Divine Influence - We created this blog to showcase 'Divine' Crafty Creations from all parts of the globe! Especially picked and showcase by our very own Divine Gals! You will find some crafters are features more than once, this is because it's their 'creation/s' that are inspirational and not the blog that's being featured ;-)

Today's feature is Melissa from Creating from the Heart. I have been a follower of her blog for a while now and really love her designs. Here are a few items that were just published in CardMaker magazine:

If you agree that Melissa's does beautiful work, send her some love via comments on her blog!

Leftover Halloween Candy

I know that Halloween hasn't come yet, but here is a great idea for your leftover candy corn candy. They were a big hit last year at my family's Thanksgiving celebration and would make a great holiday tradition.

Turkey Cookies

1 pouch (1 lb 1.5 oz) Betty Crocker® sugar cookie mix
1/2 cup butter or margarine, softened
1 egg
1 container (12 oz) Betty Crocker® Whipped chocolate frosting
Candy corn
1 tube (4.25 oz) Betty Crocker® yellow decorating icing
Miniature candy-coated semisweet chocolate baking bits
1 tube (0.68 oz) Betty Crocker® black decorating gel

  1. Heat oven to 375°F.
  2. In medium bowl, stir cookie mix, butter and egg until soft dough forms.
  3. On ungreased cookie sheets, drop dough by rounded tablespoonfuls 2 inches apart.
  4. Bake 11 to 14 minutes or until edges are light golden brown. Cool 1 minute; remove from cookie sheets to cooling racks. Cool completely, about 15 minutes.
  5. Frost and decorate 1 cookie at a time. After spreading frosting on cookie, add candy corn for feathers. Pipe yellow icing for beak and feet. Add baking bits for eyes; pipe black gel for center of each eye.

Recipe courtesy of Betty Crocker website

Halloween Cookies

Here is a great idea for your next Halloween party or just to surprise your family with.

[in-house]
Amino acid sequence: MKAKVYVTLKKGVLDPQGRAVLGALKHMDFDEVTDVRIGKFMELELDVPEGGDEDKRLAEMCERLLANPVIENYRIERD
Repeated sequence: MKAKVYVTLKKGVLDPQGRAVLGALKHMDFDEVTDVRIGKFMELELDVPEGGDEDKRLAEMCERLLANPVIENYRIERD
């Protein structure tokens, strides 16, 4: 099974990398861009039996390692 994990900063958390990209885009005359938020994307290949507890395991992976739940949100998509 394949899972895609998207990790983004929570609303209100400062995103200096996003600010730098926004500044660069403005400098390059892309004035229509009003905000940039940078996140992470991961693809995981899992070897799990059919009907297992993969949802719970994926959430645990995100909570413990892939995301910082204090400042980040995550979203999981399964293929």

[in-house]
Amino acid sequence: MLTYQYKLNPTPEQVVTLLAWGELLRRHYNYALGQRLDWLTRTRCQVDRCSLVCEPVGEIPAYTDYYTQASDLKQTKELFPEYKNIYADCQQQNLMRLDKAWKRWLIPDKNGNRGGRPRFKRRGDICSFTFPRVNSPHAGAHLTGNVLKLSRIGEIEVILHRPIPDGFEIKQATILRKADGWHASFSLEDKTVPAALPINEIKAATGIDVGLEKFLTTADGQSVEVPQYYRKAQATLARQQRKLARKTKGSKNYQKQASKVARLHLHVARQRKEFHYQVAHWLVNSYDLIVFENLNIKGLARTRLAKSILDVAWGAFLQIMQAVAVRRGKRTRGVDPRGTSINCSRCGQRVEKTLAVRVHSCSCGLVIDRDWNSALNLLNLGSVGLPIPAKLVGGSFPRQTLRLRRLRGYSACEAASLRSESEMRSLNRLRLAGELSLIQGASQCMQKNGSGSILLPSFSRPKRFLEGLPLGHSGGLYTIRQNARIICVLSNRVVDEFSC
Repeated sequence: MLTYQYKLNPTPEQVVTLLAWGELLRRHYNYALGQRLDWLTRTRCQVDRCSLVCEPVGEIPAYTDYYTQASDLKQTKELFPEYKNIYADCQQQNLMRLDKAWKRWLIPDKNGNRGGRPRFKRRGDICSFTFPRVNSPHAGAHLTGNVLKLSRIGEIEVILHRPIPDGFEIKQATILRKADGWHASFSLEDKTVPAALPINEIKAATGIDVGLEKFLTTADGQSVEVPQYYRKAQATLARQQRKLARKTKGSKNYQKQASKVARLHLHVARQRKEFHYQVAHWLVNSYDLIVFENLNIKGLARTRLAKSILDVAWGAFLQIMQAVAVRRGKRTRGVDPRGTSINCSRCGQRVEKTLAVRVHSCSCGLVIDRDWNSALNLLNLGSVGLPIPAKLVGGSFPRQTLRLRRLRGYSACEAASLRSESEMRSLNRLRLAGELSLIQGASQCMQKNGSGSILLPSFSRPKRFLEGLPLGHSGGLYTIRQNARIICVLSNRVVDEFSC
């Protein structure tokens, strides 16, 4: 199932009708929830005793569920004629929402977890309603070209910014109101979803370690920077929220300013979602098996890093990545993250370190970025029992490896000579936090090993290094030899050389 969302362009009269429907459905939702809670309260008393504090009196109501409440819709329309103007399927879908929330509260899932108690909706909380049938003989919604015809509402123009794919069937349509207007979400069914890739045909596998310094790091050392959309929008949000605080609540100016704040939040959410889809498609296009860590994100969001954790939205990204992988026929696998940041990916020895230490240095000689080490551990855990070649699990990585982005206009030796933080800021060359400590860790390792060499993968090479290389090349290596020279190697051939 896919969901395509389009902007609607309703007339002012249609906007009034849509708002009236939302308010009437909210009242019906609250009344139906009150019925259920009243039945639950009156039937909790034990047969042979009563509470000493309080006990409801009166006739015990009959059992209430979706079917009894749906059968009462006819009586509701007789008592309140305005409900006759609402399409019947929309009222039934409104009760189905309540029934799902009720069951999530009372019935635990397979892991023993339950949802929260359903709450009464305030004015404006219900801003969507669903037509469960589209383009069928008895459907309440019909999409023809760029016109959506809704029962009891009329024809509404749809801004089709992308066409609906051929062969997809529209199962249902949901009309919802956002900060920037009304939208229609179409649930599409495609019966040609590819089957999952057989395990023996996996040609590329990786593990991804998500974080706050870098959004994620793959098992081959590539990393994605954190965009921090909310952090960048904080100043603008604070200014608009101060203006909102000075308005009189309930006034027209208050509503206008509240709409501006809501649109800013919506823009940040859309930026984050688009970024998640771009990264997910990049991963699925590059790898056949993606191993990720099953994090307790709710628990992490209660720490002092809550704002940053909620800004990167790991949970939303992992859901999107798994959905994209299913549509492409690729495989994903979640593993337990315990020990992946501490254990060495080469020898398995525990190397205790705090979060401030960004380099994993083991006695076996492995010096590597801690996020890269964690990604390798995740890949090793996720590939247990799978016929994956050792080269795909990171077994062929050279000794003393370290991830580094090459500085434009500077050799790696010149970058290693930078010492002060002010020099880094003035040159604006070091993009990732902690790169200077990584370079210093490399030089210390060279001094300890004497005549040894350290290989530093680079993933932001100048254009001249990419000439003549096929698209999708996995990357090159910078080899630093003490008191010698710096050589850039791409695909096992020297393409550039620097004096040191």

Candy Corn Cookies

1 pouch (1 lb 1.5 oz) Betty Crocker® sugar cookie mix
1/3 cup butter or margarine, melted
1 egg
Orange paste food color
2 oz semisweet chocolate, melted, cooled

  1. Line 8x4-inch loaf pan with waxed paper, extending paper over sides of pan. In medium bowl, stir cookie mix, butter and egg until soft dough forms.
  2. On work surface, place 3/4 cup dough. Knead desired amount of food color into dough until color is uniform. Press dough evenly in bottom of pan.
  3. Divide remaining dough in half. Gently press one half of remaining dough into pan on top of orange dough.
  4. On work surface, knead chocolate into remaining dough until color is uniform. Press over plain dough in pan, pressing gently to edge of pan.
  5. Refrigerate 1 1/2 to 2 hours or until firm.
  6. Heat oven to 375°F.
  7. Remove dough from pan. Cut crosswise into 1/4-inch-thick slices. Cut each slice into 5 wedges. On ungreased cookie sheet, place wedges 1 inch apart.
  8. Bake 7 to 9 minutes or until cookies are set and edges are very light golden brown. Cool 1 minute; remove from cookie sheet. Cool completely. Store in tightly covered container.
Recipe courtesy of Betty Crocker website.